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​City starts countdown to ward committee polls

As preparations for ward committee elections get under way, the City of Johannesburg is rolling out a series of civic education workshops to bring voters up to speed with the process and how the ward committee system works.

Council Speaker Cllr Vasco da Gama announced on October 13 that ward committee elections would be held in all Johannesburg’s 135 wards over two weeks – from 28 January 2017 to 11 February 2017 – six months after the August 3 2016 local government elections.

To ensure fairness and transparency, the polls will be supervised by the Independent Electoral Commission (IEC). Nominations open on 1 November 2016 and close on 25 November 2016.

The City staged civic education workshop in three in Region G centres – Orange Farm, Eldorado Park and Poortje – this week. The workshops followed two held in Ennerdale and Lenasia last week. They focused on how ward committees function and how residents could participate in them or make themselves available for election.

“We’re here to help you with the process of nominating your preferred candidates for the upcoming ward committee elections,” Brenda Andrews, a facilitator from the Office of the Speaker, told Eldorado Park residents at Don Mateman Hall on Tuesday October 25.

“We know that many of you are committed members of this community who want to move it forward by assisting the councillors.”

She urged residents to nominate community members who would strive to serve in their best interests.

“Nominate people with integrity, without fear, favour or prejudice. Put your trust in people who will not use the position for private gain but make decisions based on the mandate received from their ward,” Andrews said.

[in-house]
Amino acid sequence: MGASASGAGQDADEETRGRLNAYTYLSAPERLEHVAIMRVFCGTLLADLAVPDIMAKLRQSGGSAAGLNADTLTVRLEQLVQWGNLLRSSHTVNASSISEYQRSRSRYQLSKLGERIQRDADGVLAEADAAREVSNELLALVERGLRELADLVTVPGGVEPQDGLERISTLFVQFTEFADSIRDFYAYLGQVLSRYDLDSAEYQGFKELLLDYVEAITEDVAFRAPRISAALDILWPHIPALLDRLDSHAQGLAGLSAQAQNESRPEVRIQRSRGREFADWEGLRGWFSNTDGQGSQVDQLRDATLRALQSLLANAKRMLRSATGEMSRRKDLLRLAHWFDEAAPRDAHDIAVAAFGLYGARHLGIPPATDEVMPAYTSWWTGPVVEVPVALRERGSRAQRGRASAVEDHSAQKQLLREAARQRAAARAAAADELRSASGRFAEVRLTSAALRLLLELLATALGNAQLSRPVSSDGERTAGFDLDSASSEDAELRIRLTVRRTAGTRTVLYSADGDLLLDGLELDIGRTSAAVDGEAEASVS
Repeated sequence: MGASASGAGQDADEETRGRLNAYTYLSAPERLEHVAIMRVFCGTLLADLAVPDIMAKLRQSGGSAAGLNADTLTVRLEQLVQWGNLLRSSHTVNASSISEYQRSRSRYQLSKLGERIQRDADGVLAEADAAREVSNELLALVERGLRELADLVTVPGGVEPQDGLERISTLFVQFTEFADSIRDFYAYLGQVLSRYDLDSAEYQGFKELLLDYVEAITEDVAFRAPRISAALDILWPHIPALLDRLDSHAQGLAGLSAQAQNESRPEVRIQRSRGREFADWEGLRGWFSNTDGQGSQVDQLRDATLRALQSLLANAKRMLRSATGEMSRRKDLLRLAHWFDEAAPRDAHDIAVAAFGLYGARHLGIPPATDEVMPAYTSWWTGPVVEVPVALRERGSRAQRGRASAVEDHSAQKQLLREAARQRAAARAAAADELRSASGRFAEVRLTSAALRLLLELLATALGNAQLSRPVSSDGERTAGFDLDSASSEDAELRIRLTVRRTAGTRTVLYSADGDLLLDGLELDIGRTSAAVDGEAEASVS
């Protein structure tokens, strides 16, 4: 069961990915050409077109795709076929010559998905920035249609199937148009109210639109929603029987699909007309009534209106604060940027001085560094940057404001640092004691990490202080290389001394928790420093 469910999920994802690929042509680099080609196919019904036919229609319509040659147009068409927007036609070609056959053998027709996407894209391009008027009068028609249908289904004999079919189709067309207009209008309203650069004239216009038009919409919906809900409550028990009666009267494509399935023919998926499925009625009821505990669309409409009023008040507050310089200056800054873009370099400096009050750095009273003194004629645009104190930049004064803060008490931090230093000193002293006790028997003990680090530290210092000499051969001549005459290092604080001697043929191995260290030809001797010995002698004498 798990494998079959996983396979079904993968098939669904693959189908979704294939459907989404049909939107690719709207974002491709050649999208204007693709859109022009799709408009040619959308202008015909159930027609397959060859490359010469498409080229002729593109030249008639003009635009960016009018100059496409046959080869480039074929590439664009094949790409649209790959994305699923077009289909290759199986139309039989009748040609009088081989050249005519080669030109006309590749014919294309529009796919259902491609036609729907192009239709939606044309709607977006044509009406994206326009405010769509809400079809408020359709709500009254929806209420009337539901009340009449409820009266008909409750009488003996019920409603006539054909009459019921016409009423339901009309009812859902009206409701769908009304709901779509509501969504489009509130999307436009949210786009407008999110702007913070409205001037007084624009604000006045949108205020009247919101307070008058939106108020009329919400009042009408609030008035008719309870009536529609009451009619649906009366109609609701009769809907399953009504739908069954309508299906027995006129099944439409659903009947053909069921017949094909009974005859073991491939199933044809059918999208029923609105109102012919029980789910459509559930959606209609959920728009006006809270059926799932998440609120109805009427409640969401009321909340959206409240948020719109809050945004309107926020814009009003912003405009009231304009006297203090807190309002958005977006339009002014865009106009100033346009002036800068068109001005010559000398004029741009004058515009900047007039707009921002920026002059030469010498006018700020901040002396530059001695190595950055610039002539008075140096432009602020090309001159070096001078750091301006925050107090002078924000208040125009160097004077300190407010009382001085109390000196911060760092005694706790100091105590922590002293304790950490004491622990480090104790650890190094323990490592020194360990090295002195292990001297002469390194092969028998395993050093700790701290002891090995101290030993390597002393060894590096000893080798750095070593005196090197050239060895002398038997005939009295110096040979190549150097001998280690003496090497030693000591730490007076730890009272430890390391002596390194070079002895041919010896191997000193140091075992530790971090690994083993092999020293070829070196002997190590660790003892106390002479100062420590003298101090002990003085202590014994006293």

Reginald Twala, a ward administrator in the Naturena-Freedom Park-Kliptown-Eldorado Park area, said: “For members of the community to become ward committee members, they must first be nominated, verified and be approved if they meet all the requirements. Following that will be the elections.”

Twala said candidates would be elected democratically and not by political bodies. “A ward committee is not a political structure. It’s also not the first step to take when a person wishes to become a ward councillor.

“Ward committees are platforms through which the City will improve communities in 10 sectors. We need the inputs of communities to improve service delivery in the City. If you think the City of Johannesburg needs to make a few adjustment in a particular sector, then, through your ward committee, you will have the ability to do so,” Twala added.

Nominees must be registered voters of the ward and be motivated to work on the ward committee. No municipal employee may be elected as a ward committee member. If a nominee is indebted to the municipality, or is in arrears for service accounts, they must make the necessary arrangements to meet their obligations.

Nominees may not be elected if convicted of an offence and sent to prison without the option of a fine for a period of not less than 12 months. They may also not be elected if declared of unsound mind by court. Submissions for nominations can be made at regional offices.

Elected ward committee members are entitled to a R1 000 monthly stipend to cover travelling and cellphone costs.​